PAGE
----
There would be blood.
Blood for Blood.
Blood to Pay.
An entire world of it.
The war may be over, but the fight has just begun. For the resistance in post-war Germany, blood must be paid with blood. For seventeen-year-old Yael and her unlikely comrades, there is no alternative but to see their mission through to the end, whatever the cost.
But dark secrets reveal dark truths and one question hands over them all – how far can you go for the ones you love?
Ryan Graudin’s Wolf by Wolf duology completely blew me away. I know that Graudin isn’t the first to attempt an alternate history such as this, but for me, this series is like nothing I have ever experienced before in my reading life.
Graudin can really fucking write.
I know that’s a weird way to put it. But, even with my literature degree in hand, I find it difficult to describe exactly what it is about the way that Graudin constructs sentences that creeps so easily under my skin.
Because it really, really did.
I think part of it was that Graudin wrote trauma in a way that felt true to me. So often trauma, as with disability, is one of those things authors pick up and place aside as it’s convenient to them, as if PTSD is something a person can turn off when they want to be doing something pleasant, like going on a date with a hot guy. What was different, I think, with Graudin’s writing, is that she didn’t try and write Yael in a way that would feel comfortable to the reader. She didn’t shy away from the pain and destruction. Yael is a result of what she has been through, her trauma is permanently etched on her physical self. She’s a shapeshifter, created by Hitler’s regime, who has changed faces so many times she can no longer remember the face she was born with – she has literally lost herself. Her own face – which in fact is not her own – is a representation of what the Nazis have stolen from her.
Yael Reider is one of the most compelling characters I have ever read. Graudin writes her with such unflinching honesty, love and anger I had to take a short reading break after Blood for Blood because other characters just fell kind of flat for me after Yael.
If the first book was about Hitler’s regime and the complete devastation of the Jewish people, then in many ways, Blood for Blood was about everyone else. It is a book concerned with ignorance, and the horrors people will look away from in the name of their own convenience.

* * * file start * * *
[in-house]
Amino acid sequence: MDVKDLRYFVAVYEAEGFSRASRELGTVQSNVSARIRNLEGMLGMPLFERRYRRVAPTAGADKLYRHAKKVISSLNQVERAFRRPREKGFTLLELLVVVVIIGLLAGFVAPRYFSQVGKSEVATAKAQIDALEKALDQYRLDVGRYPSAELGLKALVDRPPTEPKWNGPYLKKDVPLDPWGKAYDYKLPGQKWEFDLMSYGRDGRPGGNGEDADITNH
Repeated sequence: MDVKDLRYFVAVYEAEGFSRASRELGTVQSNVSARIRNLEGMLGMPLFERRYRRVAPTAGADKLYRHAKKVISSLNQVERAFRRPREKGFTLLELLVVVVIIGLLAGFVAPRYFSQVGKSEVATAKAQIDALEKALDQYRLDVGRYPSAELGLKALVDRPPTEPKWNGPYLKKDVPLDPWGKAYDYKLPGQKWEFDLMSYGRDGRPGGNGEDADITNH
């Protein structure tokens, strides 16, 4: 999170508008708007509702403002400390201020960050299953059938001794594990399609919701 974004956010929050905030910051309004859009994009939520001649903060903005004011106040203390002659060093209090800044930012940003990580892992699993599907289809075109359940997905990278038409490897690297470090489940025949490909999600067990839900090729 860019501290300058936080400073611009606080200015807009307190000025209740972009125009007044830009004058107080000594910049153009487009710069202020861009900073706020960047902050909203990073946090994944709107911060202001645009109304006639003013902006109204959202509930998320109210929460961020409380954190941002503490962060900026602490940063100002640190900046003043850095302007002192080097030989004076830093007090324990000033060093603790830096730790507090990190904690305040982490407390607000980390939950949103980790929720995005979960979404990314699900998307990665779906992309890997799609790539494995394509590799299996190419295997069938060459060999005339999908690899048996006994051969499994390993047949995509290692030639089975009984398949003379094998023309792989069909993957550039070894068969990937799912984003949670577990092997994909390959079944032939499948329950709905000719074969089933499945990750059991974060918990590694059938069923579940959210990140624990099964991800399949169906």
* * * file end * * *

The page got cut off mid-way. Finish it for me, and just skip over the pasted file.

‘There was a part of Luka – one that grew larger with age – that knew these answers weren’t right… They were too glossy. Too simple. They did not fill the emptiness of the sand-scoured Saharan towns. They did not speak to the tangled skeletons of the Muscovy territories. They did not still the winds that sometimes slunk through the streets of Luka’s childhood, filling Hamburg with a smell that singed his insides, a smell his mother and teachers and neighbours all went out of their way to ignore.
Ignorance was not quite bliss, but it was easy.’
Graudin explores this through Luka Lowe and Felix Wolfe, who represent the spectrum of ignorance. Neither of them are evil as such, but they have lived lives of wilful ignorance, as afraid of putting themselves in danger as they are of confronting the truth. When it is finally revealed to them one, Luka, is changed forever. The other, Felix, covers his eyes and tells himself that it can’t be real.
Reading Felix Wolfe is a painful experience. There is a rich literary history of reading characters who exist in a moral chasm – from Lolita to books like The Walls Around Us – those people who are inexcusable but their authors will not allow us to dismiss. Though their every thought and action is wrong and leads to devastation, there are enough extenuating circumstances that we can’t give ourselves permission to view them as simply evil. There are plenty of characters like that in this book (it is about Nazis), but Felix is not one of them. In the character of Felix, Graudin asks us to confront those privileges that we wrap around ourselves as both comfort blanket and armour, both against others and against the truths we don’t want to see.
Blood for Blood is a book that asks you to feel everything. It forces you to question your assumptions and own ignorance as its characters do. It is a vital read.